They are not willing to risk investment in something that has not been specifically requested. It is always easier to be reactive – to follow rather than lead.
Successful anticipatory marketing requisites include the following:
• Understanding customers’ needs from the customers’ perception.
• Staying close and alert… listening to would-be users.
• Making a continuing investment in innovative research.
• Willingness to develop products or services that have not been requested.
• Matching new products and services with the right distribution channels, and,
• Supporting introductions with adequate advertising and promotion.
The Customer Audit – Reason for Existence
You must conduct market research for something that is not in the market. If you want to define a potential market for something new you have to ask if there is a need for what the product or service will do. Customers define markets. Their demographic (population mix) and psychographic (buying motivation) characteristics must be identified to effectively reach them. You must determine user profile and satisfaction levels to respond to needs and wants.
Some important questions include the following:
- Does everyone from top to bottom regard customers as the most important part of your business? Does everyone know why customers in your markets should do business with you? Why is it beneficial for them? Do they know what user benefits you offer?
- How is customer feedback gathered? Is it focused on what they are really saying? Are they systematically surveyed (at least annually) using direct contact methods that factually collect information about their level of satisfaction and needs?
- Does your business respond quickly to orders and service requirements? Is strategy structured to supply information about order status, service inquiries, pricing, and inventory on a timely basis? Is everyone service minded?
- Do you know who are your major customers and what percent of sales/profits do they really contribute? Is their retention rate acceptable? Do you really know why they leave? Is more effort spent to keep customers than is spent to replace them?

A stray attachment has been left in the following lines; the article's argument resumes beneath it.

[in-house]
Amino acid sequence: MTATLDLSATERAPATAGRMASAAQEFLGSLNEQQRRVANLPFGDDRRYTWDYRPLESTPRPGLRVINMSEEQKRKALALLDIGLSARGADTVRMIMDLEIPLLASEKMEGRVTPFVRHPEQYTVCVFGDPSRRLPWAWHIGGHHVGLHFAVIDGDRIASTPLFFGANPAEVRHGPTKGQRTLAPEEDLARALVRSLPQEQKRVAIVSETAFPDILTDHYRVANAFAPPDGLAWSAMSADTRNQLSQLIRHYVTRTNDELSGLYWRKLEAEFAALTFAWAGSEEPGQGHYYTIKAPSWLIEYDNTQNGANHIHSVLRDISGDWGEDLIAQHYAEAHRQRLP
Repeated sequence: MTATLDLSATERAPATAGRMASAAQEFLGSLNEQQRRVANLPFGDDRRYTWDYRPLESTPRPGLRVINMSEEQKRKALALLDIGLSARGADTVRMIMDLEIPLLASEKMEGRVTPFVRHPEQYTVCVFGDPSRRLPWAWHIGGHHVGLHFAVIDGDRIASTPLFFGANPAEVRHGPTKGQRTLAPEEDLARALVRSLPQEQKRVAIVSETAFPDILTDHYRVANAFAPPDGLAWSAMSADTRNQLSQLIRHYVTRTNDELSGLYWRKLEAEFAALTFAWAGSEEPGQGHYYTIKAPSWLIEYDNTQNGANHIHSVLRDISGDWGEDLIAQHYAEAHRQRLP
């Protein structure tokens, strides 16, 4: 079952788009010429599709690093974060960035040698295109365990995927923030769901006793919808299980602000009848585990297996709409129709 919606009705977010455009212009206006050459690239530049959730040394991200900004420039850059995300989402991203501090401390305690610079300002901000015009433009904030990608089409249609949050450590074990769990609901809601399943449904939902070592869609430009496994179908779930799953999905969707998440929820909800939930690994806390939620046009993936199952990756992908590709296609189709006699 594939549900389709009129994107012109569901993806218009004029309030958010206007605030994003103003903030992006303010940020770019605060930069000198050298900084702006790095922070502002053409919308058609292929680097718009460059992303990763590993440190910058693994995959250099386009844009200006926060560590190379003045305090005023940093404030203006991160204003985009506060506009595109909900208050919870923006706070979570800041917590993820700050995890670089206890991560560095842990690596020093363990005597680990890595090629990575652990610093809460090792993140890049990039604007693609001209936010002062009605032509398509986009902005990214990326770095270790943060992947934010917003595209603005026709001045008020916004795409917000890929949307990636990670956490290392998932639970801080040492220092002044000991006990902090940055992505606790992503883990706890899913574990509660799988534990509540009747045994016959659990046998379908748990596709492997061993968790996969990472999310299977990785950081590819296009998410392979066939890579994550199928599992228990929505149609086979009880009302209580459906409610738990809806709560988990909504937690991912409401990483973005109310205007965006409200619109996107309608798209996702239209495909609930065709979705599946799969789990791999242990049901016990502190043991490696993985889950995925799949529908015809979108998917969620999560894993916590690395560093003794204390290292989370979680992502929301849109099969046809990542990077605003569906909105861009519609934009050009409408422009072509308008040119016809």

- Is there a CRM and marketing automation-based program in place? Is it managed with live transmission of orders, inventory, service, and marketing information?
- Are account profiles maintained in your CRM database? Can they be readily accessed for history, profitability, personnel status, locations, inventory, and other necessary information?
- Do all employees, the entire business, know what customer service means in terms of their responsibility and contribution to profits? Is good service viewed as value added?
Our information age places profound emphasis on the customer as paramount to success. Prominent, rapid, creative, and personalized service – it is the ultimate strategic imperative. Management guru Peter Drucker summarized this concept when he wrote:
There is only one valid definition of business purpose: To create a customer.
Businesses surviving in the fast-paced, competitive, and ever-changing environment are those which can adapt and innovate according to customers” needs, not sellers’ dictates. Size could not save the dinosaur. Extinction is inevitable when companies do not change their marketing strategies in the face of losing customers and falling profits. What worked in the past can become a trap. Inflexibility and contentment results in marketing inertia.
You are likely greatly concerned about improving customer service, but this effort must start with the idea that any business or organization is only as good as its people.
If people producing or selling products or services are not sold, customers will not be either. Accountants are an essential part of financial services, teachers a crucial part of educational services, ticket agents and stewards present an image of airlines’ services, and office receptionists convey tone and attitude of their company.